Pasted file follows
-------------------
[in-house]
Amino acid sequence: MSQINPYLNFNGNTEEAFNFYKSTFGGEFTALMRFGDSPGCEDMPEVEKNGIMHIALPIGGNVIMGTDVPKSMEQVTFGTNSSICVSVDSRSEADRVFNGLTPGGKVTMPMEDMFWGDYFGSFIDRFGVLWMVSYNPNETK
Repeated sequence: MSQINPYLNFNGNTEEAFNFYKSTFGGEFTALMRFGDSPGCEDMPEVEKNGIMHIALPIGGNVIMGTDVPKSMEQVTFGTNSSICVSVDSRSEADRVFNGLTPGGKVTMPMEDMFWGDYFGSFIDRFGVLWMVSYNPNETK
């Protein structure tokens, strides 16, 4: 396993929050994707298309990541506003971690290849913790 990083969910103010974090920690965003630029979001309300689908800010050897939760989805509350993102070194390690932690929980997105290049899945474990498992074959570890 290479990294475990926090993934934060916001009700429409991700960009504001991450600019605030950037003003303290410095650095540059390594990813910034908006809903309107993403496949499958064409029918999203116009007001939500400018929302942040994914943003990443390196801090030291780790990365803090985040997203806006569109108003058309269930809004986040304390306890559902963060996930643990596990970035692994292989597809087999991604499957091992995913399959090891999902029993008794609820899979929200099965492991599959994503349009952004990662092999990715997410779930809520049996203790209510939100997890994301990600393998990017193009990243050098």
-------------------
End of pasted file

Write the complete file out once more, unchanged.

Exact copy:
[in-house]
Amino acid sequence: MSQINPYLNFNGNTEEAFNFYKSTFGGEFTALMRFGDSPGCEDMPEVEKNGIMHIALPIGGNVIMGTDVPKSMEQVTFGTNSSICVSVDSRSEADRVFNGLTPGGKVTMPMEDMFWGDYFGSFIDRFGVLWMVSYNPNETK
Repeated sequence: MSQINPYLNFNGNTEEAFNFYKSTFGGEFTALMRFGDSPGCEDMPEVEKNGIMHIALPIGGNVIMGTDVPKSMEQVTFGTNSSICVSVDSRSEADRVFNGLTPGGKVTMPMEDMFWGDYFGSFIDRFGVLWMVSYNPNETK
């Protein structure tokens, strides 16, 4: 396993929050994707298309990541506003971690290849913790 990083969910103010974090920690965003630029979001309300689908800010050897939760989805509350993102070194390690932690929980997105290049899945474990498992074959570890 290479990294475990926090993934934060916001009700429409991700960009504001991450600019605030950037003003303290410095650095540059390594990813910034908006809903309107993403496949499958064409029918999203116009007001939500400018929302942040994914943003990443390196801090030291780790990365803090985040997203806006569109108003058309269930809004986040304390306890559902963060996930643990596990970035692994292989597809087999991604499957091992995913399959090891999902029993008794609820899979929200099965492991599959994503349009952004990662092999990715997410779930809520049996203790209510939100997890994301990600393998990017193009990243050098």